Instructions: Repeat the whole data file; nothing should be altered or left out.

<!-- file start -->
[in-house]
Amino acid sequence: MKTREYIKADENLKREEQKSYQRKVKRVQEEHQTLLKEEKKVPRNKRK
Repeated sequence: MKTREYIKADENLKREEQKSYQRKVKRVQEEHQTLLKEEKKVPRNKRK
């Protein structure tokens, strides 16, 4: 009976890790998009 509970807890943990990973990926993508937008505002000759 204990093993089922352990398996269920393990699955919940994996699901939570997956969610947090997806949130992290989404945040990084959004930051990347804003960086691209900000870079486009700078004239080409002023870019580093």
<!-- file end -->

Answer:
[in-house]
Amino acid sequence: MKTREYIKADENLKREEQKSYQRKVKRVQEEHQTLLKEEKKVPRNKRK
Repeated sequence: MKTREYIKADENLKREEQKSYQRKVKRVQEEHQTLLKEEKKVPRNKRK
């Protein structure tokens, strides 16, 4: 009976890790998009 509970807890943990990973990926993508937008505002000759 204990093993089922352990398996269920393990699955919940994996699901939570997956969610947090997806949130992290989404945040990084959004930051990347804003960086691209900000870079486009700078004239080409002023870019580093």